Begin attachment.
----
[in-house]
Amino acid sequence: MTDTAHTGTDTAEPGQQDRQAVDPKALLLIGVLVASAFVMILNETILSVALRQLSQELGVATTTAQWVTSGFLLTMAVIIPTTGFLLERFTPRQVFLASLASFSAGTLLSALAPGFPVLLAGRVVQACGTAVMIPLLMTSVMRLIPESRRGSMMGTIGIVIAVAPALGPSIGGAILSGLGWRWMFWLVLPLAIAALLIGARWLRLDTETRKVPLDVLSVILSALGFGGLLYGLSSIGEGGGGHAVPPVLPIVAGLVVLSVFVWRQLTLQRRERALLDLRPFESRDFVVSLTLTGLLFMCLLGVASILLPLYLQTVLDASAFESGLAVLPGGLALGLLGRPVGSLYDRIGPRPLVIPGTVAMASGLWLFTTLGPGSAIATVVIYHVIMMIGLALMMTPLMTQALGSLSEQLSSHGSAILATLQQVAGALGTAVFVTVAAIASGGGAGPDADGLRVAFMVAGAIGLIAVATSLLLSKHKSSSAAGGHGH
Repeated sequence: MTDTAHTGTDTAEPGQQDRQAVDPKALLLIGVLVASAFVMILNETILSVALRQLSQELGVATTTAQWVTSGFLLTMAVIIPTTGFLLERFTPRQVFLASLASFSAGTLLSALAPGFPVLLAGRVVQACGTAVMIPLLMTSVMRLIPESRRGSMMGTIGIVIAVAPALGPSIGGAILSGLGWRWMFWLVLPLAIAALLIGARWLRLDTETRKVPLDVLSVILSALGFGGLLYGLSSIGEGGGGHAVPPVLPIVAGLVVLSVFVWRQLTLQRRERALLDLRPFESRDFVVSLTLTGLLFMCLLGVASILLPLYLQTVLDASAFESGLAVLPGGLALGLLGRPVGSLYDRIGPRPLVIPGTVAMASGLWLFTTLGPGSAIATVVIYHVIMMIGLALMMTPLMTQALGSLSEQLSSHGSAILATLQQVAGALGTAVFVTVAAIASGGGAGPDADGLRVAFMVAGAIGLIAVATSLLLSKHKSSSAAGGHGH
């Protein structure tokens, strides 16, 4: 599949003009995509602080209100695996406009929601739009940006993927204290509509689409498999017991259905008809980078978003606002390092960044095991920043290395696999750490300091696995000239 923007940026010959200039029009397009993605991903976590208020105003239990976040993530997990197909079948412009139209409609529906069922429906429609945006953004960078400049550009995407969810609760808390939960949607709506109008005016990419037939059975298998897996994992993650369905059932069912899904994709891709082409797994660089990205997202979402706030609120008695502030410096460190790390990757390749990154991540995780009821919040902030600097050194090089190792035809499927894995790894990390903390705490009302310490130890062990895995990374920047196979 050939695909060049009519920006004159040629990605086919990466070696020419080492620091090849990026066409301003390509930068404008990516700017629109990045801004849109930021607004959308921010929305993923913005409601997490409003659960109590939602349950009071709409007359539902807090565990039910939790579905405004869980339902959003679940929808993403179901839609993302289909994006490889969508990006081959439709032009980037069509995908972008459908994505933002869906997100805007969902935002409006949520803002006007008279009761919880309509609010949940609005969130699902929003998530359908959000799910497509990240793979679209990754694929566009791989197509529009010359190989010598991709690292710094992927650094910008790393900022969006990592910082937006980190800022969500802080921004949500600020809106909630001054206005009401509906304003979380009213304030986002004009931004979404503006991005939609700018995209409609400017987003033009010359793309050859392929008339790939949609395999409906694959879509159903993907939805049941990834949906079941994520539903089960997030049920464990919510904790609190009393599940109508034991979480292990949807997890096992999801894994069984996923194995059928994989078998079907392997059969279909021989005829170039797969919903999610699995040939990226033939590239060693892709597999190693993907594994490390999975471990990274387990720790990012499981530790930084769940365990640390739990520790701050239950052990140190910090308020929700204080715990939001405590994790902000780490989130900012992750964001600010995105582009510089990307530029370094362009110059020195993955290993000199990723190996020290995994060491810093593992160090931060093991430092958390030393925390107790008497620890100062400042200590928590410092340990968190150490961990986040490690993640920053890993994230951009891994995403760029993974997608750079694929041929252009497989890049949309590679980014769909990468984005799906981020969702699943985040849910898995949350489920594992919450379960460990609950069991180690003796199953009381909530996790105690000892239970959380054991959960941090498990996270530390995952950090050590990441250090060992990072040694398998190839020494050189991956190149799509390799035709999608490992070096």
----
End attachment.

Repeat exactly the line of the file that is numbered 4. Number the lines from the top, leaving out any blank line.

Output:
């Protein structure tokens, strides 16, 4: 599949003009995509602080209100695996406009929601739009940006993927204290509509689409498999017991259905008809980078978003606002390092960044095991920043290395696999750490300091696995000239 923007940026010959200039029009397009993605991903976590208020105003239990976040993530997990197909079948412009139209409609529906069922429906429609945006953004960078400049550009995407969810609760808390939960949607709506109008005016990419037939059975298998897996994992993650369905059932069912899904994709891709082409797994660089990205997202979402706030609120008695502030410096460190790390990757390749990154991540995780009821919040902030600097050194090089190792035809499927894995790894990390903390705490009302310490130890062990895995990374920047196979 050939695909060049009519920006004159040629990605086919990466070696020419080492620091090849990026066409301003390509930068404008990516700017629109990045801004849109930021607004959308921010929305993923913005409601997490409003659960109590939602349950009071709409007359539902807090565990039910939790579905405004869980339902959003679940929808993403179901839609993302289909994006490889969508990006081959439709032009980037069509995908972008459908994505933002869906997100805007969902935002409006949520803002006007008279009761919880309509609010949940609005969130699902929003998530359908959000799910497509990240793979679209990754694929566009791989197509529009010359190989010598991709690292710094992927650094910008790393900022969006990592910082937006980190800022969500802080921004949500600020809106909630001054206005009401509906304003979380009213304030986002004009931004979404503006991005939609700018995209409609400017987003033009010359793309050859392929008339790939949609395999409906694959879509159903993907939805049941990834949906079941994520539903089960997030049920464990919510904790609190009393599940109508034991979480292990949807997890096992999801894994069984996923194995059928994989078998079907392997059969279909021989005829170039797969919903999610699995040939990226033939590239060693892709597999190693993907594994490390999975471990990274387990720790990012499981530790930084769940365990640390739990520790701050239950052990140190910090308020929700204080715990939001405590994790902000780490989130900012992750964001600010995105582009510089990307530029370094362009110059020195993955290993000199990723190996020290995994060491810093593992160090931060093991430092958390030393925390107790008497620890100062400042200590928590410092340990968190150490961990986040490690993640920053890993994230951009891994995403760029993974997608750079694929041929252009497989890049949309590679980014769909990468984005799906981020969702699943985040849910898995949350489920594992919450379960460990609950069991180690003796199953009381909530996790105690000892239970959380054991959960941090498990996270530390995952950090050590990441250090060992990072040694398998190839020494050189991956190149799509390799035709999608490992070096």